Monastery Barsana

Built in 1720, the wooden church of Barsana owes its name to “barsan”, local shepherds breeding long hair sheep. The church was initially part of a much older monastery and it was used for monastic purposes until 1791 when the monastery was closed.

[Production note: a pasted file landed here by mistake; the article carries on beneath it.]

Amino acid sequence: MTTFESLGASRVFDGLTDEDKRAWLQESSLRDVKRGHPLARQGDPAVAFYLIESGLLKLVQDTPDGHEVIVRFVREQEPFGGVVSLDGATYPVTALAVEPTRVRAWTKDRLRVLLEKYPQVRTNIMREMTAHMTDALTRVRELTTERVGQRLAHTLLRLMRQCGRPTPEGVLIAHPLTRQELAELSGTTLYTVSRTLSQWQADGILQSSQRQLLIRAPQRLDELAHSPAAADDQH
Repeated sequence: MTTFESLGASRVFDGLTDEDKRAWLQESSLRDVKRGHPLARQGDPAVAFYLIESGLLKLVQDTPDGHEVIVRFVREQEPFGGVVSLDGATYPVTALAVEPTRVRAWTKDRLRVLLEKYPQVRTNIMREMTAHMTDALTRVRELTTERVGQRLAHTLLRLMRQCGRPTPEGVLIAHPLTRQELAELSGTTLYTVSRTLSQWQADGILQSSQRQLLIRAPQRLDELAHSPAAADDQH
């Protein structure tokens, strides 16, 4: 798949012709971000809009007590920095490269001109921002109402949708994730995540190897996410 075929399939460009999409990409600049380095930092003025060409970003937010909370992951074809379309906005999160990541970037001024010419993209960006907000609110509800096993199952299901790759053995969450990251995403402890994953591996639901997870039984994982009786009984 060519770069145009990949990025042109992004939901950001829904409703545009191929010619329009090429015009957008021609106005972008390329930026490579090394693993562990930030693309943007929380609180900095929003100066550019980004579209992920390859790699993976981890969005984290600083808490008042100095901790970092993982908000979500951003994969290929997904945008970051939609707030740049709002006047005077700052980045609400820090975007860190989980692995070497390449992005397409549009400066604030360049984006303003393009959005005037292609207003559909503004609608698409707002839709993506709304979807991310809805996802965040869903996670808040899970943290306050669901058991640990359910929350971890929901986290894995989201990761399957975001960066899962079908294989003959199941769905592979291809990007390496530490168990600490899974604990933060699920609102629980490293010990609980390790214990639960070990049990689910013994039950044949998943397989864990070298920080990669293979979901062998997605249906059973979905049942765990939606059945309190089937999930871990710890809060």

Later on, in 1806, the villagers decided to move the old church to its current location. The church is built in thick beams of oak and lays on a foundation of massive blocks of stone; it has a rectangular plan, with a polygonal chancel apse, which is slightly narrower than the main body of the building. A not very tall tower rises above the narthex giving the church a graceful air. Inside the church you can see impressive frescoes with baroque and rococo influences. The church small museum displays an impressive collection of glass icons and old religious books.